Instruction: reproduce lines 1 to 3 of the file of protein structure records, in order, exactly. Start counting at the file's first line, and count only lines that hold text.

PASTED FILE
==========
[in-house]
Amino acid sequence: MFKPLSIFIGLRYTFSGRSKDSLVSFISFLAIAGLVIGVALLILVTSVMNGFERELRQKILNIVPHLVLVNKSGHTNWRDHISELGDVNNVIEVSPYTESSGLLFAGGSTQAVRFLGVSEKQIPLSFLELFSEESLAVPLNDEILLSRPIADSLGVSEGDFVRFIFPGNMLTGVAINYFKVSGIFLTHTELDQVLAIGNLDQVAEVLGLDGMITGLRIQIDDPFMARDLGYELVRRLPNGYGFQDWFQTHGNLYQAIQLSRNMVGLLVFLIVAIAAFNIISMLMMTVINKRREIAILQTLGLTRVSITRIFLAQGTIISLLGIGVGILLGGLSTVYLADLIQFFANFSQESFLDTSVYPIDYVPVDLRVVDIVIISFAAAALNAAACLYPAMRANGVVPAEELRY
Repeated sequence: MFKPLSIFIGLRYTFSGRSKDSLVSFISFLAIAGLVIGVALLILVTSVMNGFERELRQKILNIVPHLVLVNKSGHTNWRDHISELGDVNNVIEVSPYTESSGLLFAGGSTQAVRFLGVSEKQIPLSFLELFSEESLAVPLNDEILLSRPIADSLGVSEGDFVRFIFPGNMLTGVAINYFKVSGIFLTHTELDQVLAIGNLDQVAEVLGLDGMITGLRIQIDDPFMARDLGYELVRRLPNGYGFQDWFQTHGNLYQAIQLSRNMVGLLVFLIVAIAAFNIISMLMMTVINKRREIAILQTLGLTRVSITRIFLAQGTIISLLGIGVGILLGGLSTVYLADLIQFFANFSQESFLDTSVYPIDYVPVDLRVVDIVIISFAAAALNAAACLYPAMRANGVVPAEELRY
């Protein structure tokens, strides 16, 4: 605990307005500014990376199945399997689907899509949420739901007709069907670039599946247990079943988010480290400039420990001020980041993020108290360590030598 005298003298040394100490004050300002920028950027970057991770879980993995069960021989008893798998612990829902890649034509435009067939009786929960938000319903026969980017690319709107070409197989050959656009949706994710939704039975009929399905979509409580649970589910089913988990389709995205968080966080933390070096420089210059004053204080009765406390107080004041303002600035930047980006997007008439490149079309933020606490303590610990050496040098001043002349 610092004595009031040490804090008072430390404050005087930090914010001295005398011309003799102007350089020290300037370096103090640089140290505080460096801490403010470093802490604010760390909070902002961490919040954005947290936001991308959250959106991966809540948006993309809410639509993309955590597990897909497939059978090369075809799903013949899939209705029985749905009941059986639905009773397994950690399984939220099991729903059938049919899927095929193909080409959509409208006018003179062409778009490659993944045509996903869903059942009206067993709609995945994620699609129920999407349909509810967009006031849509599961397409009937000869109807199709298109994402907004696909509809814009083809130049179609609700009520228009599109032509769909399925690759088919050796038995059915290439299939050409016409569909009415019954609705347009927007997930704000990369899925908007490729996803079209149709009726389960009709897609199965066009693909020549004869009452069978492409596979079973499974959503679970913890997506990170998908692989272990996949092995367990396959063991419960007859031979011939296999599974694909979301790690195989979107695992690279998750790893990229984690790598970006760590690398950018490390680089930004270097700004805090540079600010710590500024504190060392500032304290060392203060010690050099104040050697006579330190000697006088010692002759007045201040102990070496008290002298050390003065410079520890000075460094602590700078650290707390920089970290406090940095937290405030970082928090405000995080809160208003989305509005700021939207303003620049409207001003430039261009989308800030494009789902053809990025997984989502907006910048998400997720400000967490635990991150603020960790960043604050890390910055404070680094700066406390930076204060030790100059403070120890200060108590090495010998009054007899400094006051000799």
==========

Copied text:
[in-house]
Amino acid sequence: MFKPLSIFIGLRYTFSGRSKDSLVSFISFLAIAGLVIGVALLILVTSVMNGFERELRQKILNIVPHLVLVNKSGHTNWRDHISELGDVNNVIEVSPYTESSGLLFAGGSTQAVRFLGVSEKQIPLSFLELFSEESLAVPLNDEILLSRPIADSLGVSEGDFVRFIFPGNMLTGVAINYFKVSGIFLTHTELDQVLAIGNLDQVAEVLGLDGMITGLRIQIDDPFMARDLGYELVRRLPNGYGFQDWFQTHGNLYQAIQLSRNMVGLLVFLIVAIAAFNIISMLMMTVINKRREIAILQTLGLTRVSITRIFLAQGTIISLLGIGVGILLGGLSTVYLADLIQFFANFSQESFLDTSVYPIDYVPVDLRVVDIVIISFAAAALNAAACLYPAMRANGVVPAEELRY
Repeated sequence: MFKPLSIFIGLRYTFSGRSKDSLVSFISFLAIAGLVIGVALLILVTSVMNGFERELRQKILNIVPHLVLVNKSGHTNWRDHISELGDVNNVIEVSPYTESSGLLFAGGSTQAVRFLGVSEKQIPLSFLELFSEESLAVPLNDEILLSRPIADSLGVSEGDFVRFIFPGNMLTGVAINYFKVSGIFLTHTELDQVLAIGNLDQVAEVLGLDGMITGLRIQIDDPFMARDLGYELVRRLPNGYGFQDWFQTHGNLYQAIQLSRNMVGLLVFLIVAIAAFNIISMLMMTVINKRREIAILQTLGLTRVSITRIFLAQGTIISLLGIGVGILLGGLSTVYLADLIQFFANFSQESFLDTSVYPIDYVPVDLRVVDIVIISFAAAALNAAACLYPAMRANGVVPAEELRY